2015-05-27 / Features

Queens Library Takes Three Out Of Ten Awards


(L. to r.); Dutton Children’s Books publisher Julie Strauss-Gabel, Langston Hughes Library Executive Director Andrew P. Jackson, and Interim President of the Queens Library Bridget Quinn-Carey. (L. to r.); Dutton Children’s Books publisher Julie Strauss-Gabel, Langston Hughes Library Executive Director Andrew P. Jackson, and Interim President of the Queens Library Bridget Quinn-Carey. The Stavros Niarchos Foundation and the Charles H. Revson Foundation announced on May 20 the five winners of the second annual NYC Neighborhood Library Awards, which celebrate the crucial role of local libraries in serving New York City’s diverse communities.

The winners emerged from more than 13,000 nominations by New Yorkers, who nominated every single branch in New York City’s three library systems: Queens Library, Brooklyn Public Library, and the New York Public Library, which operates branches in the Bronx, Manhattan, and Staten Island.

The five winners each received $20,000 at an awards ceremony in midtown Manhattan. They were selected from 10 finalists by a distinguished panel of independent judges: acclaimed authors Maira Kalman, Jonathan Safran Foer, and Jacqueline Woodson; Susan Hildreth, former Director of the Institute of Museum and Library Services; Dutton Children’s Books publisher Julie Strauss-Gabel, and Maya Wiley, Counsel to Mayor Bill de Blasio.

The winning Queens Library branch was Langston Hughes Library in Corona. In addition to the five winners of this year’s NYC Neighborhood Library Awards, the other five finalists were presented with checks for $10,000. Among them were Cambria Heights Library and Sunnyside Library.

All 10 of these libraries also received a unique two-minute video – each crafted to reflect the impact of the particular branch – created by acclaimed filmmakers Juliane Dressner and Jesse Hicks. The videos can be used to promote each of the branches further and to extend public appreciation of the crucial role that they play.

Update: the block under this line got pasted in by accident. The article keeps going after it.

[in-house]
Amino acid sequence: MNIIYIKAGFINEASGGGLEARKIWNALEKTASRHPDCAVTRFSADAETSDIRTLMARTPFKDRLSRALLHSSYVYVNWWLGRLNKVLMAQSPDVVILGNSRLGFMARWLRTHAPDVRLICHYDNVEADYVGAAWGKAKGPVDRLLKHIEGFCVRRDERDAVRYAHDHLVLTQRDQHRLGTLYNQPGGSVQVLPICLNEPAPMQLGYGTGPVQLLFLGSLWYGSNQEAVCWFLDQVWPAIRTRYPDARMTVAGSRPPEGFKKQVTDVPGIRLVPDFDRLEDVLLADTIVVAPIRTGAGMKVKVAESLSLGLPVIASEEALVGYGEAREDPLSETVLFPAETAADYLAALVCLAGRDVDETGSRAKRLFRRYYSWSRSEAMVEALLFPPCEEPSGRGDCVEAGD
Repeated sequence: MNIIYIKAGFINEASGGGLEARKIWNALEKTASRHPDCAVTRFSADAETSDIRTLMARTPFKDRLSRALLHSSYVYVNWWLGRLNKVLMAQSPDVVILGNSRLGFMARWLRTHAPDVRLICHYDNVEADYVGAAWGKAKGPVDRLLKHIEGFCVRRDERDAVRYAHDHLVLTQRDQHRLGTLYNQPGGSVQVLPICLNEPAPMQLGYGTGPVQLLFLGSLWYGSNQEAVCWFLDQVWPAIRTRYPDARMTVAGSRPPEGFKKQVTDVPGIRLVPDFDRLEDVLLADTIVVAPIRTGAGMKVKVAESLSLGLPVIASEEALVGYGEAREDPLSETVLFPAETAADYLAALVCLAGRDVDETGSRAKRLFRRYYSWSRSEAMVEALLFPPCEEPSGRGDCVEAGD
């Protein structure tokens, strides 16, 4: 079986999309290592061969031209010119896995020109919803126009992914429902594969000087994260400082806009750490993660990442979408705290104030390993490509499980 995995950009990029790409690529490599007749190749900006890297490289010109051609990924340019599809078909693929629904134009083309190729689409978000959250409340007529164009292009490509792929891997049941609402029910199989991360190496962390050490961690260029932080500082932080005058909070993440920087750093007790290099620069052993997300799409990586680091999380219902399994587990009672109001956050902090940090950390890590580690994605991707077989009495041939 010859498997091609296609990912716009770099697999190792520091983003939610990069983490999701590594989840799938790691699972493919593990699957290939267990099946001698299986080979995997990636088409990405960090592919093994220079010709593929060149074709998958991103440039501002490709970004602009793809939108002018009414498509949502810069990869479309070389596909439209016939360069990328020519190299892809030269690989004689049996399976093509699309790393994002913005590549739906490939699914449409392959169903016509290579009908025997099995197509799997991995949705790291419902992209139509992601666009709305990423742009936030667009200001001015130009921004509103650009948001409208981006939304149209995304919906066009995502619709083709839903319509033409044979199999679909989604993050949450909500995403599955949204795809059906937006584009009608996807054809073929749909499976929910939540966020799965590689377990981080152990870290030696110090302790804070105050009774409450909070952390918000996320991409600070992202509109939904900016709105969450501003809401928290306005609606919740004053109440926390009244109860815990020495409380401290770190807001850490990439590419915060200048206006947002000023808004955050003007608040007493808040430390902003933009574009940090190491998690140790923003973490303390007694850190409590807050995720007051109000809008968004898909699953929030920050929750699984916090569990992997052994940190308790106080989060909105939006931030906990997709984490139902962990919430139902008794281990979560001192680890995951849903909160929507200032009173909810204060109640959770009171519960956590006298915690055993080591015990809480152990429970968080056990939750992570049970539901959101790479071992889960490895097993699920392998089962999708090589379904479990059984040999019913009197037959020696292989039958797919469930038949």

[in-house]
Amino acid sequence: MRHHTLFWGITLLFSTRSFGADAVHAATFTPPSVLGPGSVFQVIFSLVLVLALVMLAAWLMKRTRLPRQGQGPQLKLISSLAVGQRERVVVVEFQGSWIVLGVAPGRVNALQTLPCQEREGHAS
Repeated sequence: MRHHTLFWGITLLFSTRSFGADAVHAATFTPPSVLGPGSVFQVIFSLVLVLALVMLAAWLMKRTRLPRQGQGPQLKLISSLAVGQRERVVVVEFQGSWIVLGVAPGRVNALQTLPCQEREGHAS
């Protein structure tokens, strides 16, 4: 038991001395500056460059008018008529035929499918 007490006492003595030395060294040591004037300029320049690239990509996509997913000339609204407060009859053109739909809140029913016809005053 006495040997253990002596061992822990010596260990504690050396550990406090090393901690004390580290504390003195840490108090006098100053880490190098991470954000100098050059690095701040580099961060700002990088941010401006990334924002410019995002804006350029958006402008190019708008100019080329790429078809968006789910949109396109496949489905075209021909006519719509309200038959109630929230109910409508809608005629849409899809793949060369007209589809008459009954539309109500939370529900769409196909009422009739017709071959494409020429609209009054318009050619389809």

The five winners emerged from a nomination process that began in November 2014 on The Brian Lehrer Show on WNYC, the media partner of the NYC Neighborhood Library Awards, and ended in December. Each of the nominations was evaluated by Foundation staff and an independent review committee, focusing on libraries that demonstrated exceptional commitment to the needs of their respective neighborhoods. Site visits were conducted of potential finalists.

Carol, a Langston Hughes Library neighborhood resident, retiree, parent, and community group member, said: “In an era of so much ethnic and cultural strife, this is one of the beacons that unites people across ethnic and cultural lines and allow us to see just how much we really do have in common. Through its cultural and educational programs… this institution can continue to bridge and even close the gaps caused by ignorance and misunderstanding.”

Corona Library won last year’s award and so was not eligible for this year’s awards.

The more than 13,000 nominations revealed the wide range of crucial roles played by branch libraries in New York City. They are a welcoming presence, a safe haven, and a quiet place for reflection. They are highly attuned to neighborhood residents: their needs, cultures, and languages. They are the only source of books and internet for many New Yorkers. They serve as community centers, offering a remarkable variety of programs and activities – from those traditionally associated with libraries (including story time for children and book clubs) to others addressing contemporary needs (such as English as a Second Language, citizenship preparation, and resume-writing) to offerings tailored to specific communities (including many languages and shared cultures).

The demand for library services has only increased in a digital age. A recent report by the Center for an Urban Future – titled Branches of Opportunity and funded by the Charles H. Revson Foundation – revealed that over the past decade circulation at New York City libraries has increased by 59 percent, program attendance by 40 percent, and program sessions by 27 percent.

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